Four Dollars and Twenty-Five Freaking Cents
$4.25. That is the price per share that the Behringer Harvard REIT is now values itself. The original share price was $10. I heard rumblings a few weeks ago that a large devaluation was pending. I have never analyzed this REIT, so I am not sure the valuation is that shocking, but on its face, a 57.5% loss of value is troubling. Here is a link to the SEC's website where BH posted its document that puts forth the valuation - buried at the bottom of page 26 of a 32 page document. The REIT also cut its distribution to 1%. The Moody / REAL All Type Property Aggregate Index for commercial real estate shows a 41.8% drop in commercial real estate prices from their peak in August 2007 through February 2010.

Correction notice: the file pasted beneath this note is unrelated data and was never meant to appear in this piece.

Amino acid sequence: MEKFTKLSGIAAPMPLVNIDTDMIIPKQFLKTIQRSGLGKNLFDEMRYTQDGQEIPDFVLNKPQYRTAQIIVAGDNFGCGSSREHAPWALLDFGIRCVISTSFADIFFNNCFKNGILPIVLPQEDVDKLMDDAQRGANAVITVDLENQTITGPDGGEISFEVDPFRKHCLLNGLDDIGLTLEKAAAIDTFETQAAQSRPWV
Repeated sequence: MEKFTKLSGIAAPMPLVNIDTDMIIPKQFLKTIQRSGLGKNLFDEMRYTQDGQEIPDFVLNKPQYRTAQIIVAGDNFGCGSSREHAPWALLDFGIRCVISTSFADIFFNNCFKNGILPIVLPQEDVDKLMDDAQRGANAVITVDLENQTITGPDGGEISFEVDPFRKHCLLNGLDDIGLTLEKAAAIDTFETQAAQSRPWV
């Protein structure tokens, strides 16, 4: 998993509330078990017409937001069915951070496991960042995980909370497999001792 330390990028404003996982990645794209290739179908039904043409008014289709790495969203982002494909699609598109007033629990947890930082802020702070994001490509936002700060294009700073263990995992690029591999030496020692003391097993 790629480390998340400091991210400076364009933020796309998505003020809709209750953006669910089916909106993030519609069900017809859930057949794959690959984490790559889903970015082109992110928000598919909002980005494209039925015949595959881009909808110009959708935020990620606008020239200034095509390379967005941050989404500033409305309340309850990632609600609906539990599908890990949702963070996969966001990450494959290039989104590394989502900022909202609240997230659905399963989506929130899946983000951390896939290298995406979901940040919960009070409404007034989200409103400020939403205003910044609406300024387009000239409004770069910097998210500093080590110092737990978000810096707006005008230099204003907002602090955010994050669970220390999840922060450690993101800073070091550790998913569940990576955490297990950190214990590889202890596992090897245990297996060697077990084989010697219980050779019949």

Part of the BH document is dedicated to laying out a case that part of its troubles stem from problems in commercial real estate and the greater economy. There is obviously some truth to this. But not all real estate firms have lost 57.5% of their value. Publicly traded Federal Realty Trust (FRT) has gained nearly 19% since the start of 2006. It pays a quarterly dividend that it has managed to increase from $.56 a share to $.66 a share over the same period. I know that comparing Behringer Harvard REIT I to FRT is not an apples-to-apples comparison, but I show it to illustrate that while all real estate firms have faced the same economy, using a bad economy and tough real estate market cannot be used to explain away all problems.